Tempo in the Soprano Arias of Puccini's "La Boheme", "Tosca" and "Madama Butterfly" - Studies in the History & Interpretation of Music S. v. 87 (Hardback)Mei Zhong (author)
Hardback 228 Pages / Published: 31/08/2002
- Not available
This book seeks to establish the originally intended tempos for the soprano arias in those operas. By Examining Puccini's autographs, the first edition vocal scores, and many early recordings-especially those by the sopranos or conductors who worked with the composer or performed the arias during Puccini's lifetime-the author demonstrates that one can discover tempos for the arias that conform better than others to Puccini's musical and dramatic intentions. A living performance, one that resonates best with the soul of the music, requires a faithful interpretation of the composer's score. This is as true of performances of Puccini's operas as it is for renditions of Beethoven's symphonies and Bach's cantatas. Interpretation of the composer's score is always necessary because the score itself can never include indications of every detail and nuance required for a living performance. Instead, scores are really only approximations, more or less incomplete and imprecise, of the composer's intentions. The composer, consciously or not, always depends upon commonly understood conventions, which together with the notation add up to the intention, the musical work, more or less. Faithful interpretation must include unnotated intentions, which can only be reconstructed through a study of period performance conventions. But this reconstruction can only begin once the meanings of all the notations have been discovered and understood. These are the principles that guide "historically informed performance," the ideal and objective of the "early music movement." The products of the early music movement are heard every day on fine-arts FM stations, in the form of recordings on period, or "authentic," musical instruments. Recordings of this type now comprise 70 percent of classical music CD sales worldwide! It is called the "early music movement" because it began with medieval and Renaissance music, from which it quickly spread to the Baroque, especially the pre-Bach Baroque. The name stuck, in part, because "early music" came to be understood as "music that is earlier than the repertoire that has had a continuous performance tradition since its creation." The idea here was that the performance traditions of "early music" had to be reconstructed through historical research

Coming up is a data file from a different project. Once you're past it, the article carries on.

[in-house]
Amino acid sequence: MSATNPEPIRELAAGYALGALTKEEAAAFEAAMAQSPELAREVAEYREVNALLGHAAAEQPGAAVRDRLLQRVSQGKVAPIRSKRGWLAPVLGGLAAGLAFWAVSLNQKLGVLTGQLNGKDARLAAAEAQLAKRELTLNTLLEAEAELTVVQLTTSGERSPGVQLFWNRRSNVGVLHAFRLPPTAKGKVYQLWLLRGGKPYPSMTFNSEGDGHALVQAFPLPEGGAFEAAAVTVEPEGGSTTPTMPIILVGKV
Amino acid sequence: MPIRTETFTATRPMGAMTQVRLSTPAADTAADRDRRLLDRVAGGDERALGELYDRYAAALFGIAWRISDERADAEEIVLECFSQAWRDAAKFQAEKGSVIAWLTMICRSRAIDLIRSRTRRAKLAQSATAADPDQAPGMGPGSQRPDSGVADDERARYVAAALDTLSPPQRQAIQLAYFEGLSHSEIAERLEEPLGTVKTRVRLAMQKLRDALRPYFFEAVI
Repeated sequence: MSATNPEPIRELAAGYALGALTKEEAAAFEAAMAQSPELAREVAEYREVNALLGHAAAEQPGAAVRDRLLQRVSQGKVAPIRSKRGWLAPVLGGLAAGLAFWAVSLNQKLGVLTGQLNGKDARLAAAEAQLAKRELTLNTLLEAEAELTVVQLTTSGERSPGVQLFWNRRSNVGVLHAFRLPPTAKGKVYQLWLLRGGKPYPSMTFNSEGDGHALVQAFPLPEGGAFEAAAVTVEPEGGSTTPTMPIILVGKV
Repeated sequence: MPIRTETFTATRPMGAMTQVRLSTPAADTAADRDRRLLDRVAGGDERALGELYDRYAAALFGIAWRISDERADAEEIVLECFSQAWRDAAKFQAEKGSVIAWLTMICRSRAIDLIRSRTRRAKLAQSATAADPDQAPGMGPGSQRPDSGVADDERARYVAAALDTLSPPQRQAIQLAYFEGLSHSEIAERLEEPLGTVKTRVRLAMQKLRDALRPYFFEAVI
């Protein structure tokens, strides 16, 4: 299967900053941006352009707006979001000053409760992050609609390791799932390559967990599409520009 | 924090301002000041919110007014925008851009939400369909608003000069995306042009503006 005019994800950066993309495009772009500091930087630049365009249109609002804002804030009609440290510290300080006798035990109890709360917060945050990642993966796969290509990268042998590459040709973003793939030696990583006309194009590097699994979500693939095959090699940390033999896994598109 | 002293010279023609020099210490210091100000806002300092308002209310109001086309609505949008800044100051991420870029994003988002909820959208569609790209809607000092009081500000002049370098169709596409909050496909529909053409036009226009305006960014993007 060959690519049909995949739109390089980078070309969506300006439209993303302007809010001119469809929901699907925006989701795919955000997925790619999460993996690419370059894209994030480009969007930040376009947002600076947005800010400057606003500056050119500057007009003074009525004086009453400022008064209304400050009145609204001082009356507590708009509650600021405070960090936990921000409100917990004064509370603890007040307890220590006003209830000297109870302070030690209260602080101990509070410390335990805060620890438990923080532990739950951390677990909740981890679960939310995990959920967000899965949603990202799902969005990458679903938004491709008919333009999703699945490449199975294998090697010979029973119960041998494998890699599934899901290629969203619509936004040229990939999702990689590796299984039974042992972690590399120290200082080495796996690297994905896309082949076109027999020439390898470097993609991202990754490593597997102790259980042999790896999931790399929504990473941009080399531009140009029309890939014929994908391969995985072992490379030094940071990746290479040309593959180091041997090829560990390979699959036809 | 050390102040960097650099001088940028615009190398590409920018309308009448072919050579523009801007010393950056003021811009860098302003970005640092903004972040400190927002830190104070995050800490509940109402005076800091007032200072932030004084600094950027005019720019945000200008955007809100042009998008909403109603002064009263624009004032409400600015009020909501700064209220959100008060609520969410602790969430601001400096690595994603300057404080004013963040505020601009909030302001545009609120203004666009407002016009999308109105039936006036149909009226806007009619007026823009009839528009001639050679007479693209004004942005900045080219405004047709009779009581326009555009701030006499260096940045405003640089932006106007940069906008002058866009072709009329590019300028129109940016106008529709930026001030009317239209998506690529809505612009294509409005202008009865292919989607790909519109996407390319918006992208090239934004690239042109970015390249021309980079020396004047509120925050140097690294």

Publisher: The Edwin Mellen Press Ltd
Number of pages: 228
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